The self-intersecting paths are not included in the Feynman path integral (FPI) approach because by definition a curve is defined as $\gamma:\mathbb{R}\rightarrow \mathbb{R}^3$ and since we take the independent variable of $\gamma$ itself (which is simply time-coordinate) in the definition of propagator $\int\mathcal{D}x(t)e^{iS[x(t)]}$ we don't include self-intersecting curve in the propagator. Another way of saying the same thing is: by including self-intersecting curve we are providing Close-timelike-curve to seep in, in our calculation which might be problematic.

So my question is does there exist any toy model which takes these curves into consideration and do the further calculation using resulting propagator to show the implication of including self-intersecting paths?

If it is not done how should I proceed to do this calculation?

Edit: When I say the path is not self-intersecting I refer to the corresponding path in M(1,3) which is what is usually meant when the word "path" is used in FPI approach or to be a bit sloppy here one can call them the worldline

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    $\begingroup$ Nothing in the definition says that $\gamma(t)$ has to be one-to-one, so self intersections are allowed --- and in fact sometimes mandated (for example when the target space is the circle $S^1$ instead of ${\mathbb R}^3)$. $\endgroup$ – mike stone Mar 12 at 16:36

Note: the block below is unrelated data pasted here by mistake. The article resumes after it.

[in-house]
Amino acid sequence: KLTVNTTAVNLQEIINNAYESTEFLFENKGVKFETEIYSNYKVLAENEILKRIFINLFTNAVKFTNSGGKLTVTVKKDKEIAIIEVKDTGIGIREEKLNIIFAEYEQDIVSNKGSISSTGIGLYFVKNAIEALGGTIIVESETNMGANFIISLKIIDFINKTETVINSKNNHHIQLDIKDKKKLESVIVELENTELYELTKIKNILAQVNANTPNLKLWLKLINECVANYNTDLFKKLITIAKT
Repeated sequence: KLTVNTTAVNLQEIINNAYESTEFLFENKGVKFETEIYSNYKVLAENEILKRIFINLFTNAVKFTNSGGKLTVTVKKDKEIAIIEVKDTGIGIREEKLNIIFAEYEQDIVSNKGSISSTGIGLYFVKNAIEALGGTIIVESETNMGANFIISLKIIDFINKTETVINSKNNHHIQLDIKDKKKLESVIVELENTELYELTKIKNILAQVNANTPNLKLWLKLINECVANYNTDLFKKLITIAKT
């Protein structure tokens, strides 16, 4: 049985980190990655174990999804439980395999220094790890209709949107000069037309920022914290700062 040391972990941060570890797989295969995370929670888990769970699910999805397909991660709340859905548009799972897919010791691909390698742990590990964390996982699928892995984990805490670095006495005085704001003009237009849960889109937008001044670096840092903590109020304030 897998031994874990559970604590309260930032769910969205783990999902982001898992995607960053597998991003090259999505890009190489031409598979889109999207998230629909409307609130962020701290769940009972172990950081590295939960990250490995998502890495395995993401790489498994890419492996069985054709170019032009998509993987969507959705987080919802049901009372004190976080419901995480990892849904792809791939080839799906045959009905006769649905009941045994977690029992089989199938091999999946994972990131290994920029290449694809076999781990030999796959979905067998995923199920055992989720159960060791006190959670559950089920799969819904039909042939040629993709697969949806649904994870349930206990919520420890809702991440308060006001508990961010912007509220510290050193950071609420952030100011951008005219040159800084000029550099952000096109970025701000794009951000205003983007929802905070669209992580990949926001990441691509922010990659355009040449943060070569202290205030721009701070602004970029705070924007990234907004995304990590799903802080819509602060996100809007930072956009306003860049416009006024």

• $\begingroup$ @mikestone but the corresponding wordline of the paths even when $S^1$ is considered will never intersect for ex. if the particle goes at a constant speed on $S^1$ the corresponding wordline will be a helix. $\endgroup$ – aitfel Mar 12 at 16:51
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    $\begingroup$ Two paths intersect when they are at the same place at different times. That's what intersecting paths means. By your definition no path can ever intersect. $\endgroup$ – mike stone Mar 12 at 17:04
  • $\begingroup$ @mikestone ooh! I see. So does that mean FPI never includes paths(information), even for a very short duration, going backward in time. $\endgroup$ – aitfel Mar 12 at 17:14
  • $\begingroup$ That's true for the non-relativistic Feynman integral. The Euclidean relativistic many body PI is a rather different beast as one maps $\gamma:{\mathbb R}\to {\mathbb R}^4$ where the ${\mathbb R}^4$ includes Euclidean time $\tau$ and the $s$ in $\gamma(s)$ has nothing to do with time. $\endgroup$ – mike stone Mar 13 at 11:50

Keldysh formalism for treating non-equilibrium systems is a widely known case that uses a closed time contour, and which also exists in path integral formulation, e.g., see here.

For the sake of justice it is worth mentioning that a version of this approach is also known as Kadanoff-Baym ansatz.

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